Based upon the FCC's exclusive authority under the Act to control the transfer of broadcast licenses, courts have traditionally held that licensees have no true ownership interest in their broadcast licenses. See FCC v. Sanders Bros. Radio Station, 309 U.S. 470, 60 S. Ct. 693, 84 L. Ed. 869 (1940) (noting that the Act prevents a person from holding a property interest in a broadcast license); also see Stephens Industries, Inc. v. McClung, 789 F.2d 386 (6th Cir. 1986) (noting that the FCC consistently has held that licensees do not own their broadcast licenses). Because section 9-203(1) of the Uniform Commercial Code (UCC) requires an ownership interest in the underlying asset prior to the assignment of a security interest to a creditor, and courts typically have held that security interests in broadcast licenses are invalid, trustee contends that creditors holding such security interests possess no rights in the proceeds of the sale of the licenses. See In re Tak Communications, Inc., 985 F.2d 916 (7th Cir. 1993); Stephens Industries v. McClung, 789 F.2d 386 (6th Cir. 1986).

Nevertheless, recent FCC and court decisions have intimated that the courts' previous blanket invalidation of all security interests in broadcast licenses may be unwarranted. See In re Cheskey, 9 F.C.C.R. 986 (1994); In re Ridgely Communications, 139 B.R. 374 (Bankr.D. Md. 1992); State Street Bank & Trust v. Arrow Communications, 833 F. Supp. 41 (D. Mass. 1993); In re Thomas Communications, 166 B.R. 846 (S.D.W. Va. 1994). We agree with the developing case law that recognizing a security interest in the proceeds from the sale of an FCC broadcasting license does not contravene the FCC's authority to regulate broadcast frequencies.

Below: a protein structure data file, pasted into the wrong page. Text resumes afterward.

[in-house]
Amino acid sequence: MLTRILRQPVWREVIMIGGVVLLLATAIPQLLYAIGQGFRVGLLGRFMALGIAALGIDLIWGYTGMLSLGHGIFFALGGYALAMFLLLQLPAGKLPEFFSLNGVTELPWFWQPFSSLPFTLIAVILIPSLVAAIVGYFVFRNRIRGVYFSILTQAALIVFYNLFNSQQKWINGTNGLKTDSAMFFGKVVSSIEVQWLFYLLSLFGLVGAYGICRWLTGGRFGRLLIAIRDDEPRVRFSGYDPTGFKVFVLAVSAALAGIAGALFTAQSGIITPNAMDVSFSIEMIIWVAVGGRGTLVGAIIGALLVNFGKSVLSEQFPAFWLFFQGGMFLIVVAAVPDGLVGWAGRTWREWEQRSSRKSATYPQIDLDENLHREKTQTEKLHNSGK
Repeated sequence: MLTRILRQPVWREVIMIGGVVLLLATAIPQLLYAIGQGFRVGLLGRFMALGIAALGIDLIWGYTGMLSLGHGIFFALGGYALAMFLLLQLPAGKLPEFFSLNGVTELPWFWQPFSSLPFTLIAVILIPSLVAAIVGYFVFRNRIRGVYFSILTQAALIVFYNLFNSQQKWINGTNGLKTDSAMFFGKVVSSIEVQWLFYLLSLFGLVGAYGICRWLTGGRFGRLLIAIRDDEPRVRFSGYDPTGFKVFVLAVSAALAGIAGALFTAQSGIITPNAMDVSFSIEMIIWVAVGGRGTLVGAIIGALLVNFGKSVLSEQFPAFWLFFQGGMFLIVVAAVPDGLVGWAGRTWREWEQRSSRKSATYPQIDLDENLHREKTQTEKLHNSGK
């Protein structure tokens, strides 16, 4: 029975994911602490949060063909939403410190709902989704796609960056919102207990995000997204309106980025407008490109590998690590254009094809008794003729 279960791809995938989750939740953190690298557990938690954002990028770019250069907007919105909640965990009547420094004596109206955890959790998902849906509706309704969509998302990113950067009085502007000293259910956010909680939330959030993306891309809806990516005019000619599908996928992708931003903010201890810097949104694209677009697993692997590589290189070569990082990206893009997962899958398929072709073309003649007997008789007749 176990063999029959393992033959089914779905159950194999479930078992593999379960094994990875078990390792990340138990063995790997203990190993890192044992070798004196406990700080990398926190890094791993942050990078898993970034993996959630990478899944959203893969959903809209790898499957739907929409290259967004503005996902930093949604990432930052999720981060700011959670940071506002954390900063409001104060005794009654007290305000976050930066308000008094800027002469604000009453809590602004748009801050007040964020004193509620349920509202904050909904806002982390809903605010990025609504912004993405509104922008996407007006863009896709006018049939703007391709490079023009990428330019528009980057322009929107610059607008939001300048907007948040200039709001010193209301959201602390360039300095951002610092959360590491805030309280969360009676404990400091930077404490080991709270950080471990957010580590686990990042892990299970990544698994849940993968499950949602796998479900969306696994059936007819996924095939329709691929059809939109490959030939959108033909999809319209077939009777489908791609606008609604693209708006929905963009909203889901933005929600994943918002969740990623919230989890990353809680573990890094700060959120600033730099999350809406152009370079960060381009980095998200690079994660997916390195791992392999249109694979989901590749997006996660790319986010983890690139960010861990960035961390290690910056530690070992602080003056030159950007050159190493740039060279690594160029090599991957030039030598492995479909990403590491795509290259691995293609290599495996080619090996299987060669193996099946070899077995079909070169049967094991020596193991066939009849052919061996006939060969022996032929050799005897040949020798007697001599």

The courts that adopted the former view primarily relied upon and deferred to the FCC's pronouncement in In re Radio KDAN, Inc., 111 F.C.C.2d 934 (1968) that a broadcast license "may not be hypothecated by way of mortgage, lien, pledge, lease, etc." See also In re Twelve Seventy, Inc., 1 F.C.C.2d 965, 967 (1965) ("Credit cannot be extended in reliance upon the license as an asset from which the licensee's obligations may be satisfied...."); but see Matter of Tak Communications, Inc., 985 F.2d 916, 918-19 (7th Cir. 1993) (recognizing that FCC policy may change on this issue and that "whether to permit such interests is ... a matter for the FCC rather than the courts to decide"). Although such statements frequently arose in the context of dicta, they did evidence a clear FCC policy to prohibit the intrusion of commercial financing arrangements on the FCC's ability to regulate the transfer of broadcast licenses.

The FCC, however, has recently stated that a "security interest in the proceeds of the sale of a license does not violate Commission policy." In re Cheskey, 9 F.C.C.R. 986 (1994). This clarification apparently vindicates the distinction between public and private rights adopted by the bankruptcy court in In re Ridgely Communications, Inc., 139 B.R. 374 (1992). The Ridgely court reasoned that because "rights between licensees and the Commission are to be distinguished from rights between the licensee and a private third party," creditors can perfect a security interest in the private right of the proceeds from an FCC approved sale of a broadcast license. In re Ridgely, 139 B.R. at 377-79. A security interest in the proceeds of an FCC-approved sale of a broadcast license in no manner interferes with the FCC's authority and mandate under the Act to regulate the use of broadcast frequencies.

Consequently, we hold that the district court erred in ruling that Orix did not have a valid security interest in the proceeds from the sale of the FCC broadcast licenses.

Accordingly, we reverse the judgment of the district court and remand the case to the district court for further proceedings consistent with this opinion.



Honorable George C. Young, Senior U.S. District Judge for the Middle District of Florida, sitting by designation